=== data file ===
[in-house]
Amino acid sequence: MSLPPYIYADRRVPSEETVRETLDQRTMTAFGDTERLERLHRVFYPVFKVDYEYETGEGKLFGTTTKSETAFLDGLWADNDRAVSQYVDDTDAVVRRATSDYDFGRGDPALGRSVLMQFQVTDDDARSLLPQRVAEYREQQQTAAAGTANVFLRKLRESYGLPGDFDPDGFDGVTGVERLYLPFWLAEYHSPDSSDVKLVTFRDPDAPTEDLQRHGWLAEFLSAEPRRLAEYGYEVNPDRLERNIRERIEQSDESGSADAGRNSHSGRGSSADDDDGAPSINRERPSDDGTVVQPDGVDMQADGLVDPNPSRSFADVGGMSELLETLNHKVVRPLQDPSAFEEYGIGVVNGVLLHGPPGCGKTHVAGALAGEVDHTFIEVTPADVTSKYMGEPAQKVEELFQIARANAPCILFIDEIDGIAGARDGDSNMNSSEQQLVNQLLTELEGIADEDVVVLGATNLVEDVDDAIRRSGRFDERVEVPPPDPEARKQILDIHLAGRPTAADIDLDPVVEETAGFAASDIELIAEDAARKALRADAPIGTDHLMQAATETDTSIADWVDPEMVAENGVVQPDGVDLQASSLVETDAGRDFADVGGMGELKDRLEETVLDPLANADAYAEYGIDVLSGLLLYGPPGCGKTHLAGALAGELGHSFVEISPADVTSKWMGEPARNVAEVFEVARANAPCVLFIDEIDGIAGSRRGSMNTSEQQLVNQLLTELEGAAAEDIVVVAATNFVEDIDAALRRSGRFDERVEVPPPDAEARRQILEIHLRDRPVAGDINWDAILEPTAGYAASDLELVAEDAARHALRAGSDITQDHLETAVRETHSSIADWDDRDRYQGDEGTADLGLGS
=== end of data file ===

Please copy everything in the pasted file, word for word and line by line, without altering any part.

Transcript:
[in-house]
Amino acid sequence: MSLPPYIYADRRVPSEETVRETLDQRTMTAFGDTERLERLHRVFYPVFKVDYEYETGEGKLFGTTTKSETAFLDGLWADNDRAVSQYVDDTDAVVRRATSDYDFGRGDPALGRSVLMQFQVTDDDARSLLPQRVAEYREQQQTAAAGTANVFLRKLRESYGLPGDFDPDGFDGVTGVERLYLPFWLAEYHSPDSSDVKLVTFRDPDAPTEDLQRHGWLAEFLSAEPRRLAEYGYEVNPDRLERNIRERIEQSDESGSADAGRNSHSGRGSSADDDDGAPSINRERPSDDGTVVQPDGVDMQADGLVDPNPSRSFADVGGMSELLETLNHKVVRPLQDPSAFEEYGIGVVNGVLLHGPPGCGKTHVAGALAGEVDHTFIEVTPADVTSKYMGEPAQKVEELFQIARANAPCILFIDEIDGIAGARDGDSNMNSSEQQLVNQLLTELEGIADEDVVVLGATNLVEDVDDAIRRSGRFDERVEVPPPDPEARKQILDIHLAGRPTAADIDLDPVVEETAGFAASDIELIAEDAARKALRADAPIGTDHLMQAATETDTSIADWVDPEMVAENGVVQPDGVDLQASSLVETDAGRDFADVGGMGELKDRLEETVLDPLANADAYAEYGIDVLSGLLLYGPPGCGKTHLAGALAGELGHSFVEISPADVTSKWMGEPARNVAEVFEVARANAPCVLFIDEIDGIAGSRRGSMNTSEQQLVNQLLTELEGAAAEDIVVVAATNFVEDIDAALRRSGRFDERVEVPPPDAEARRQILEIHLRDRPVAGDINWDAILEPTAGYAASDLELVAEDAARHALRAGSDITQDHLETAVRETHSSIADWDDRDRYQGDEGTADLGLGS